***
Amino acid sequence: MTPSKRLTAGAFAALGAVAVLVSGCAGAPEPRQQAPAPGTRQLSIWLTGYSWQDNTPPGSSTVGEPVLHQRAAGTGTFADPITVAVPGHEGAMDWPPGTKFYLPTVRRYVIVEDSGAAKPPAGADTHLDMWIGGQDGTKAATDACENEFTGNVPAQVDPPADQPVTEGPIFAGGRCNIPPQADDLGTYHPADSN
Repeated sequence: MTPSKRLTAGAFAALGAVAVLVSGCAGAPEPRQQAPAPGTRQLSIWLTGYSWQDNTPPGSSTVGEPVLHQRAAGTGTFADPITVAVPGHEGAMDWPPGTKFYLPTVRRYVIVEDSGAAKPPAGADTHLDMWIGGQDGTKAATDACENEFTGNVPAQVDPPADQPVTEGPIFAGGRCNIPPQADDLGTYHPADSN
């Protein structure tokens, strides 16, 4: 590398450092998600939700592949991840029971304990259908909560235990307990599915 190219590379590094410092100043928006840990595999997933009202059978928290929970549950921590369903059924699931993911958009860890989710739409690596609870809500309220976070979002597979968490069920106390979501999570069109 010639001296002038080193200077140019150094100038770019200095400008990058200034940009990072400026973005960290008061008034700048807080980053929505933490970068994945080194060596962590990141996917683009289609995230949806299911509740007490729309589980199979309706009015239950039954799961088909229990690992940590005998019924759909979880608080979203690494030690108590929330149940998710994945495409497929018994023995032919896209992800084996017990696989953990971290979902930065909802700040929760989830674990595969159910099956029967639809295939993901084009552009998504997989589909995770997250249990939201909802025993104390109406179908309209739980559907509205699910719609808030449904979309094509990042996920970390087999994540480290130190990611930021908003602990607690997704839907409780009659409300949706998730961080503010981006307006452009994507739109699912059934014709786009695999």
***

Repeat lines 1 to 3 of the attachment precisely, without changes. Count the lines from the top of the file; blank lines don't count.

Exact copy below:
Amino acid sequence: MTPSKRLTAGAFAALGAVAVLVSGCAGAPEPRQQAPAPGTRQLSIWLTGYSWQDNTPPGSSTVGEPVLHQRAAGTGTFADPITVAVPGHEGAMDWPPGTKFYLPTVRRYVIVEDSGAAKPPAGADTHLDMWIGGQDGTKAATDACENEFTGNVPAQVDPPADQPVTEGPIFAGGRCNIPPQADDLGTYHPADSN
Repeated sequence: MTPSKRLTAGAFAALGAVAVLVSGCAGAPEPRQQAPAPGTRQLSIWLTGYSWQDNTPPGSSTVGEPVLHQRAAGTGTFADPITVAVPGHEGAMDWPPGTKFYLPTVRRYVIVEDSGAAKPPAGADTHLDMWIGGQDGTKAATDACENEFTGNVPAQVDPPADQPVTEGPIFAGGRCNIPPQADDLGTYHPADSN
């Protein structure tokens, strides 16, 4: 590398450092998600939700592949991840029971304990259908909560235990307990599915 190219590379590094410092100043928006840990595999997933009202059978928290929970549950921590369903059924699931993911958009860890989710739409690596609870809500309220976070979002597979968490069920106390979501999570069109 010639001296002038080193200077140019150094100038770019200095400008990058200034940009990072400026973005960290008061008034700048807080980053929505933490970068994945080194060596962590990141996917683009289609995230949806299911509740007490729309589980199979309706009015239950039954799961088909229990690992940590005998019924759909979880608080979203690494030690108590929330149940998710994945495409497929018994023995032919896209992800084996017990696989953990971290979902930065909802700040929760989830674990595969159910099956029967639809295939993901084009552009998504997989589909995770997250249990939201909802025993104390109406179908309209739980559907509205699910719609808030449904979309094509990042996920970390087999994540480290130190990611930021908003602990607690997704839907409780009659409300949706998730961080503010981006307006452009994507739109699912059934014709786009695999």